Joycy Nyawira says she regularly makes 5000 shillings a month…nearly $60 —more than most in the slums and enough to support her three children.

JOYCE NYAWIRA: God is good because at least I usually get daily bread from this place.

MARTIN SEEMUNGAL: This collection container in Mukuru also one in Mombasa are sponsored by Dell. Dell worked with the government in writing the legislation aimed at electronic waste. The laws are expected to come into force in September.

AMINA ABDULLAH: The regulation we are producing deals with the fact that if you are bringing to the country, if you are a producer of an electronic gadget and you sell it to Kenya you will need to have the responsibility of dealing with it once it becomes obsolete.

MARTIN SEEMUNGAL: So Dell, or any of the big computer corporations will be responsible for disposal in Kenya if they have an office here. If they don’t, they’ll have to ensure their distributors comply with the law.

JEAN COX KEARNS, DELL:  A lot of old electronic products and new electronic products actually is in Africa and other developing countries and Dell has a responsible commitment to the product that we put on the market and so we want to help to collect that product when its end of life.

MARTIN SEEMUNGAL: Across the border, in Uganda, there is intense interest in what’s happening in Kenya because a few years back Uganda enacted strict laws banning the importation of used or second hand products, especially computers.

ISAAC NTUJU, UGANDAN NATIONAL ENVIRONMENTAL MANAGEMENT AUTHORITY:  This is dumping because it has been used, half of its valuable life it was used in the west then the end of life is in Uganda and disposal is in Uganda which, ideally, is not fair.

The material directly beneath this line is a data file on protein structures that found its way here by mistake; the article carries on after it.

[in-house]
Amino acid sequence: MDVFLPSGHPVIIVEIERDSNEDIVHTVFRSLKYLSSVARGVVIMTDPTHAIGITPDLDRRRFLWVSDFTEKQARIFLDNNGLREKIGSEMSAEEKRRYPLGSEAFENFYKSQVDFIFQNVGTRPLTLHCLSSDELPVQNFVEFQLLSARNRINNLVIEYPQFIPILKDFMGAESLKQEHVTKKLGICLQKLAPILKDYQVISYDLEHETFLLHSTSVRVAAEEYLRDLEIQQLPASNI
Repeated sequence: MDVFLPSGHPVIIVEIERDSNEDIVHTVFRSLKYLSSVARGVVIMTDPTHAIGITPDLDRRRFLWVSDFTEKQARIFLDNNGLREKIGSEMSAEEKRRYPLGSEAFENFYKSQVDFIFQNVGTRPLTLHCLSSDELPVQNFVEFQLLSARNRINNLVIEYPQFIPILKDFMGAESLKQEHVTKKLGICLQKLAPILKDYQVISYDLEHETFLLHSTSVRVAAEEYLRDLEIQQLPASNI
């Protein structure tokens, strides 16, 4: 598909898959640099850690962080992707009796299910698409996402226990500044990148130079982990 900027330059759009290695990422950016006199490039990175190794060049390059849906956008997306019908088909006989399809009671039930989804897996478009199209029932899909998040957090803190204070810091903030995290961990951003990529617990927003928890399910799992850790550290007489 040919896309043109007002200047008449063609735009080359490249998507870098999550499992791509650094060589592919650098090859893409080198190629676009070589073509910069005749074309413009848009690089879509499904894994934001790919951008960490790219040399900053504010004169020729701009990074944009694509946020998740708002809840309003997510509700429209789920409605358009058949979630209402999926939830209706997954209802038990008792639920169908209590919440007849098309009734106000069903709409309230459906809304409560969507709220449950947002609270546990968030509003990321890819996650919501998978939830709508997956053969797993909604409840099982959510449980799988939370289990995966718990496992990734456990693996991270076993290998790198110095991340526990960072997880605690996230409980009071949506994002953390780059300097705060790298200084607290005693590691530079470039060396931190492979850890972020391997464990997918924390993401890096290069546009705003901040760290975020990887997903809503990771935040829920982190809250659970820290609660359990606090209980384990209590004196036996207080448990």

MARTIN SEEMUNGAL: Kampala, like Nairobi is turning into a major tech hub here in Uganda. Go to Kampala’s tech strip and its all brand new products. No ‘used’ deals here. But developments in Kenya may lead to change.

This is the largest waste dump in Uganda, it serves the capital city of Kampala—but of all the waste that comes here only a fraction of it is e-waste.

Dumps like this aren’t really prepared to deal with all the obsolete electronics and that, it seems, is what people are waiting for.

OBED LUTAKOME, MANAGER, KAMPALA LANDFILL SITE: The only way we can manage electronic waste is actually if people knew how they can benefit or the final point where the e-waste can go.

MARTIN SEEMUNGAL: No surprise then that the Ugandans are talking to the Kenyans about e-waste and the possibility of profiting from it.

ISAAC NTUJU: We could either send to the refurbishment facilities in Kenya or replicate what our brothers in Kenya are doing within Uganda.

AMINA ABDULLAH: I look forward for more plants to come up in the region, so that we, all  our neighbors, because you know we have a lot of cross country rivers and lakes so if they dispose badly we may still be effected by the products they have disposed wrongly.

MARTIN SEEMUNGAL: And that fits with the broader vision about how to manage e-waste in this part of the world.

ROBERT TRUSCOTT: It’s really our wish our hope that we create an east African common approach, ideally with harmonized legislation, ease of moving waste between boundaries within Africa.

MARTIN SEEMUNGAL: The model for managing e-waste in Africa and making money doing it, busy day and night—proving—with a lot of hard work—it can be done.